Anthony and I had an interesting email discussion on Jesus’ socio-economic status. I can imagine that some readers of the Jesus Blog might want to contribute. The question is whether Jesus was a peasant and, furthermore, whether that is a helpful way to describe him. Some scholars, such as John Dominic Crossan, make a case that Jesus was among first-century Jewish peasants as a carpenter.
I personally avoid describing Jesus as a peasant and I don’t think that his status as a carpenter (Mark 6:3; cf. Matt. 13:55) indicates automatically that he was one. Carpenters in Jewish society were not necessarily the poorest of the poor and in some cases were closer to the top of the social order than the bottom. For example, in 2 Kings 24:14 the carpenters are among those who are carried off into exile while “the poor of the land” remain. And Sirach 38 praises carpenters (38:27) and claims that they and other manual laborers won’t go hungry (38:32). (The LXX uses tektōn in 2 Kings 24:14 and Sir. 38:27, the same word in Mark 6:3//Matt. 13:55). In Richard Bauckham’s essay on Jesus’ family in Jesus among Friends and Enemies, he makes the interesting argument that Joseph had ancestral land, which he passed to his descendents, Jesus’ brothers and their sons. If this argument has merit, it suggests further that Jesus and his family were not among the utterly destitute.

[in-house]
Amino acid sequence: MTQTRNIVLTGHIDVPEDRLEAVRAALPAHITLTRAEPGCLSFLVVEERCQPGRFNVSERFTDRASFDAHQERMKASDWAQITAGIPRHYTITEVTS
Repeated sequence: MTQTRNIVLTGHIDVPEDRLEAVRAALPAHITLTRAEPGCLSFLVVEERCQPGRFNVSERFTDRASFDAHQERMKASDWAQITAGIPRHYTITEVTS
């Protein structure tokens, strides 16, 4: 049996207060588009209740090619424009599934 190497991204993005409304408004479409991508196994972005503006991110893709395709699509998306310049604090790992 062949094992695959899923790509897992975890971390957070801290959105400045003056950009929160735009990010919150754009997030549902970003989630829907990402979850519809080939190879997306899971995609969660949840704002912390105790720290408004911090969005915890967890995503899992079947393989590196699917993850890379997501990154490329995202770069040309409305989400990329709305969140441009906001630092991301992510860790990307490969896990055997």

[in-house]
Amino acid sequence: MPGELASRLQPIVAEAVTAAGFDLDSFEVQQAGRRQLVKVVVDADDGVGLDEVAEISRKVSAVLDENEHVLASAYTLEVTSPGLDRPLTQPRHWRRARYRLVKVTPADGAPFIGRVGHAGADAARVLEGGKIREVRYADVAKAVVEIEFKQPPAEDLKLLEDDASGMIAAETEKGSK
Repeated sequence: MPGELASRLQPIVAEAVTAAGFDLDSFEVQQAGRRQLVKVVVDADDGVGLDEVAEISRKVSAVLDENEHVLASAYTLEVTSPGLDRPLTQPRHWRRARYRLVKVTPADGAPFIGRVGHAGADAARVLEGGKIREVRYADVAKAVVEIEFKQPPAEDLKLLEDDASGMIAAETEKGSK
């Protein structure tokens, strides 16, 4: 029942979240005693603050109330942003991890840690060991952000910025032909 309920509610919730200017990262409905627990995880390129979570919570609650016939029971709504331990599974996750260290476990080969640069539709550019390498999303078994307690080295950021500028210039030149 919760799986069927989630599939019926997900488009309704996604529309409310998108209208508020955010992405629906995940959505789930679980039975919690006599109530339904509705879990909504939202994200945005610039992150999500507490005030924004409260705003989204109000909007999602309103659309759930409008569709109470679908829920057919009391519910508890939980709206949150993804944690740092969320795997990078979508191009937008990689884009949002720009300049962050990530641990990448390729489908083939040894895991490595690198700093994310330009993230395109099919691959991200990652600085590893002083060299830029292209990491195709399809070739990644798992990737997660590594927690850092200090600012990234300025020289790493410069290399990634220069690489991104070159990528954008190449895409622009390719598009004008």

This, of course, is not to claim that they were “well off” by any stretch of the imagination. There were very few wealthy people in Jesus’ time who had a taste of the good life. It does give us some warrant for pause in using the term “peasant” for Jesus, though.